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For a project I'm currently working on, I currently have 2 separate instances of users (might increase later): CorporateCustomer and PrivateCustomer. Both inherit from the abstract class Customer.

To display the differences between these customers, currently 2 different views are created, which are rendered by the same Action in the following way:

[HttpGet]
public virtual ActionResult Edit()
    {
            if(User.IsCorporate)
                return View("EditCorporate", new CorporateCustomer());
            else
                return View("EditPrivate", new PrivateCustomer());
    }
[HttpPost]
public virtual ActionResult Edit(CorporateCustomer customer){...}
[HttpPost]
public virtual ActionResult Edit(PrivateCustomer customer){...}

For just displaying information, this works like a charm. The urls are the same for each type, which is what we were aiming for.

However, when doing a post, I can only specify a single type, or risk running into an ambiguous action method (which makes sense, of course).

Now my question is: is there any elegant way to handle these 2 different types, while still retaining a single url? Or am I doomed to make the base class non-abstract and look up the values in the Request.Form collection?

Thanks if anyone can come up with a sollution (or just straight point out that what I'm doing is stupid and cannot be done)

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What happens if you include both types as parameters on a single POST action? Edit( CorporateCustomer c, PrivateCustomer p ) –  Nicholas Butler Apr 15 '13 at 14:12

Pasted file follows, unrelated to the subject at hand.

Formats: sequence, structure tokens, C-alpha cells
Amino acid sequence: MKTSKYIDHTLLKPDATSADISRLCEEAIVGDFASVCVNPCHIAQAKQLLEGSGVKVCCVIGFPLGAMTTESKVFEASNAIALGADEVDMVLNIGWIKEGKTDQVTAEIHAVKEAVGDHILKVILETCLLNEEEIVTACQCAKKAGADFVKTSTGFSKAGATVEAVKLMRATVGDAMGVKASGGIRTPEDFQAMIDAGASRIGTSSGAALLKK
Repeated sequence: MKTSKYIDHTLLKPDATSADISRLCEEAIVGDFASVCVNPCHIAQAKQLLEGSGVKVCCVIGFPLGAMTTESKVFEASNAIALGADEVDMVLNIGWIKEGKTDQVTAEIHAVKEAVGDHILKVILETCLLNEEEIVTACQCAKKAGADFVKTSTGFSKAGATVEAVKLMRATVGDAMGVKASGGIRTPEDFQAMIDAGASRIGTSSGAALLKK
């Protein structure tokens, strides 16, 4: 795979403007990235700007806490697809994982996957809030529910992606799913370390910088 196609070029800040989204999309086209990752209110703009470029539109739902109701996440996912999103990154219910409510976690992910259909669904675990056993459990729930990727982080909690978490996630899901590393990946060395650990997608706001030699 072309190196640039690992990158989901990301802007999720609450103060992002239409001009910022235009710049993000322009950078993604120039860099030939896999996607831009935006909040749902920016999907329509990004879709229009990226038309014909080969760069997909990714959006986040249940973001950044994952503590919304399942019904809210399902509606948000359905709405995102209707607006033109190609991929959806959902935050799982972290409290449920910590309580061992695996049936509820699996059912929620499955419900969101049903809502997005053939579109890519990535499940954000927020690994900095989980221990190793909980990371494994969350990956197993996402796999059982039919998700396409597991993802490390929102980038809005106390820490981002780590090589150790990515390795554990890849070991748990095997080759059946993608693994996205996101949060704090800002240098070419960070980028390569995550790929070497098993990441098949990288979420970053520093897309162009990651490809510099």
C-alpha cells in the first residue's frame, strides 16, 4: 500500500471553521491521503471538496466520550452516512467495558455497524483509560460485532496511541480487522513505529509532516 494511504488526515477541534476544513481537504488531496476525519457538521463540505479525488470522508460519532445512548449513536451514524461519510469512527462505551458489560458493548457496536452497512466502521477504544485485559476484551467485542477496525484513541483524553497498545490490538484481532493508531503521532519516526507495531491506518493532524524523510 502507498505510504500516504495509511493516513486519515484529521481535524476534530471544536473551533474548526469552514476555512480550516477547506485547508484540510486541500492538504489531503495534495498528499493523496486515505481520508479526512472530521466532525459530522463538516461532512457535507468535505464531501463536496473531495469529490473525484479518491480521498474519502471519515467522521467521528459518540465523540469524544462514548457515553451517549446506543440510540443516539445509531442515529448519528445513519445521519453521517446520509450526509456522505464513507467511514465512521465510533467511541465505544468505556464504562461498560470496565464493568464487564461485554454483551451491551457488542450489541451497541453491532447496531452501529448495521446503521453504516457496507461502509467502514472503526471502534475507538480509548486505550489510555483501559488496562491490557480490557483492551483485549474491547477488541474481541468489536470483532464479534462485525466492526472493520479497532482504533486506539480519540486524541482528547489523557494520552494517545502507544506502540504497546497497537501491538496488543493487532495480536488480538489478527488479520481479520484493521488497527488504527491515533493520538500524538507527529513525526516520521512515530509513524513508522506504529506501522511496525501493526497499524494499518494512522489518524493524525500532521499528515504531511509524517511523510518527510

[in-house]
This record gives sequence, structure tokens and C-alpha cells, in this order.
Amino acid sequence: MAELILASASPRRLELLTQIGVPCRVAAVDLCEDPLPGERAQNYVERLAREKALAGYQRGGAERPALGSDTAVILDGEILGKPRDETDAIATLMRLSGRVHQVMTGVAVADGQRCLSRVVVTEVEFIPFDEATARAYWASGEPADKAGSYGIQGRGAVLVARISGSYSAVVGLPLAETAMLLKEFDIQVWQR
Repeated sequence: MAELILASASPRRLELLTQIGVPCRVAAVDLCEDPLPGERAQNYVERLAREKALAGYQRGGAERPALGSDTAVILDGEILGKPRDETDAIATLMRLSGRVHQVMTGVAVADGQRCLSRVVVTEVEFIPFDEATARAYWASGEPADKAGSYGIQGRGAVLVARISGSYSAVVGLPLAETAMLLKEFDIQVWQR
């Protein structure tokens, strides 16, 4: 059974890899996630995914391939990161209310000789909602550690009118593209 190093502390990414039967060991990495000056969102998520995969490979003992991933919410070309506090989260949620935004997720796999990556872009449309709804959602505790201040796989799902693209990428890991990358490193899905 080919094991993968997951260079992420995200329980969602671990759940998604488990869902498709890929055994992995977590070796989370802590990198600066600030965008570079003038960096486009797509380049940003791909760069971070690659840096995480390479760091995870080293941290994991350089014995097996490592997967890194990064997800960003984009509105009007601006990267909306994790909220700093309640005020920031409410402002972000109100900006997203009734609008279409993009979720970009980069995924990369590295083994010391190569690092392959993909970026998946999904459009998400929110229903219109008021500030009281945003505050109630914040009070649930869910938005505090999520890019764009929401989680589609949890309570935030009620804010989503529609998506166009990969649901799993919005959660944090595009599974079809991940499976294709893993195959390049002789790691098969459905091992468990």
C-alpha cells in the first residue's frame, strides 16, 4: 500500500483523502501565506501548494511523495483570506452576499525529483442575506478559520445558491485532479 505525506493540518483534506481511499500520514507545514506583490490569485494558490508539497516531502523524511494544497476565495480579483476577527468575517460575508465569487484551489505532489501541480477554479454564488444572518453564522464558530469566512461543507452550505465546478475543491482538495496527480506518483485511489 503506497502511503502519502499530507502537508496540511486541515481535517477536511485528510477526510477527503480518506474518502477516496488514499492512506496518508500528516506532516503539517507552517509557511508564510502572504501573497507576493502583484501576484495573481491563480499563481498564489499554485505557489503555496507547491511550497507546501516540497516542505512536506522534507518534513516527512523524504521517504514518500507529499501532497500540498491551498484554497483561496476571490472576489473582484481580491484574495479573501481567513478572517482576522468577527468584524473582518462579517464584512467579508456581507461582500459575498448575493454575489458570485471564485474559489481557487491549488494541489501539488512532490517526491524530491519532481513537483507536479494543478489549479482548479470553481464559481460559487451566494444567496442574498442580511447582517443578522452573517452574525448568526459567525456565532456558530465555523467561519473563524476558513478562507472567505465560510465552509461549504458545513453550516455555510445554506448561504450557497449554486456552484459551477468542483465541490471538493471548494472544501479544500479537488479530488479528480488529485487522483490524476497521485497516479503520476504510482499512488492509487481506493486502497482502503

@NicholasButler That works! Should've thought about it myself, but apparantly my brain doesn't work very well. Could you post this as an answer so I can accept it? –  Kippie Apr 15 '13 at 14:28
    
i agree with @NicholasButler, you can not have tow actionresult methods with same name and different parameter types. Try adding both parameters to one method and handle your logic in that method. –  HaBo Apr 15 '13 at 14:29
    
Although it works on a small scale, it doesn't help maintainability if his number of user types goes up, though. Just a general moan really as I to have had this pain before and wished that generics could be used in ActionResults and WCF Service Contracts - exposed footprints in general. –  Moby's Stunt Double Apr 15 '13 at 14:32
    
To clarify, you can have two action methods with the same name and different parameter types, but those parameters must be scalar (or rather at least one scalar must be involved). When your method accepts a model, the modelbinder is required to fill it in, which happens at runtime not compile time. In order to have method overloads, the compiler must be able to distinguish them at compile time. –  Chris Pratt Apr 15 '13 at 14:33
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1 Answer 1

up vote 2 down vote accepted

You could have one Action that takes both parameter types.

The model binder should then fill them with whatever data is posted and you can figure out which is right in your Action method.

[HttpPost]
public virtual ActionResult Edit( CorporateCustomer c, PrivateCustomer p )
{
  ...
}
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